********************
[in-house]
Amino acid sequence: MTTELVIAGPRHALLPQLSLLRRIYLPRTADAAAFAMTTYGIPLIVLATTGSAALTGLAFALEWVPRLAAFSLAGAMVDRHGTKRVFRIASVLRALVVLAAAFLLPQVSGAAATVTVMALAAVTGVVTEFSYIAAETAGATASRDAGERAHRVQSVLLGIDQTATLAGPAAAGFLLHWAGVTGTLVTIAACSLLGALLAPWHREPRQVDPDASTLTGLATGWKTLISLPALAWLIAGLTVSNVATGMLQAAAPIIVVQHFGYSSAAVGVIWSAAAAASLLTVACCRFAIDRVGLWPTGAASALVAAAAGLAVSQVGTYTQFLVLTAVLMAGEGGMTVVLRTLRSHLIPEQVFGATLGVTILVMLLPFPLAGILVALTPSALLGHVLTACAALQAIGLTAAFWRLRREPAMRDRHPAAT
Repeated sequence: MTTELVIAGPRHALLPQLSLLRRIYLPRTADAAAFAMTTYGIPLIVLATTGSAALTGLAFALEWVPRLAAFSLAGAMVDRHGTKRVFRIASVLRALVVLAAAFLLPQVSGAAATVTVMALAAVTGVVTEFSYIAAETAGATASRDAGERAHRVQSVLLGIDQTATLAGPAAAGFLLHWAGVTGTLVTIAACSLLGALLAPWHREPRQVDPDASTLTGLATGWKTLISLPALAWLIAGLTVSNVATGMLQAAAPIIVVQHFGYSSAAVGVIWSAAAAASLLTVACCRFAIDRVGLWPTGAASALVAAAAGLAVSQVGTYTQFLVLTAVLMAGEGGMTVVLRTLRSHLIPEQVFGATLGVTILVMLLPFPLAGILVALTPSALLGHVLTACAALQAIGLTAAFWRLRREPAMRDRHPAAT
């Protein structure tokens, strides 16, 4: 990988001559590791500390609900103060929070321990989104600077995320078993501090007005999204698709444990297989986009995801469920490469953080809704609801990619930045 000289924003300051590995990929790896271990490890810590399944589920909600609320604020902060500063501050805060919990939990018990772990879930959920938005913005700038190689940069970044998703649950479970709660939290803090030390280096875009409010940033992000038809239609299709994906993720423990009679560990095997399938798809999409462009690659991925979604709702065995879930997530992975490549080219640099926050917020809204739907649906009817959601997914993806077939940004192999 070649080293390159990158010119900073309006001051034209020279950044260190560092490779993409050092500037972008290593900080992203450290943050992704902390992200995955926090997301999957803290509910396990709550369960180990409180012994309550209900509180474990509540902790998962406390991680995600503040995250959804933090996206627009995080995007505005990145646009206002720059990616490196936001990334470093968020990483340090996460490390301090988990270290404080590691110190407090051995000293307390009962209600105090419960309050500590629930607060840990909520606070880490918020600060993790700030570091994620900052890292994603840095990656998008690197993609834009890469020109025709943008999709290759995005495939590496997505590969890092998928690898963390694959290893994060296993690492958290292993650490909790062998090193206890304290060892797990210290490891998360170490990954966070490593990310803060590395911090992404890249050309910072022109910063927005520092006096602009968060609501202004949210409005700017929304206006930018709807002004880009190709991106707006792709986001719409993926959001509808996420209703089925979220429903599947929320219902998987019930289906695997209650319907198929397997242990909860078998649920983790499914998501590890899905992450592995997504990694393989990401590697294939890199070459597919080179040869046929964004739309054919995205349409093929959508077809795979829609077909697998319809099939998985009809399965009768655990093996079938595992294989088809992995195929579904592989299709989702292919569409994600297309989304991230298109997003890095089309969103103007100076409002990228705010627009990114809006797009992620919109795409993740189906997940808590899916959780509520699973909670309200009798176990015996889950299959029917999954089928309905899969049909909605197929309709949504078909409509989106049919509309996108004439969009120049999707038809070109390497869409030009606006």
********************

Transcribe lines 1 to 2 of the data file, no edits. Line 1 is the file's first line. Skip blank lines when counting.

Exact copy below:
[in-house]
Amino acid sequence: MTTELVIAGPRHALLPQLSLLRRIYLPRTADAAAFAMTTYGIPLIVLATTGSAALTGLAFALEWVPRLAAFSLAGAMVDRHGTKRVFRIASVLRALVVLAAAFLLPQVSGAAATVTVMALAAVTGVVTEFSYIAAETAGATASRDAGERAHRVQSVLLGIDQTATLAGPAAAGFLLHWAGVTGTLVTIAACSLLGALLAPWHREPRQVDPDASTLTGLATGWKTLISLPALAWLIAGLTVSNVATGMLQAAAPIIVVQHFGYSSAAVGVIWSAAAAASLLTVACCRFAIDRVGLWPTGAASALVAAAAGLAVSQVGTYTQFLVLTAVLMAGEGGMTVVLRTLRSHLIPEQVFGATLGVTILVMLLPFPLAGILVALTPSALLGHVLTACAALQAIGLTAAFWRLRREPAMRDRHPAAT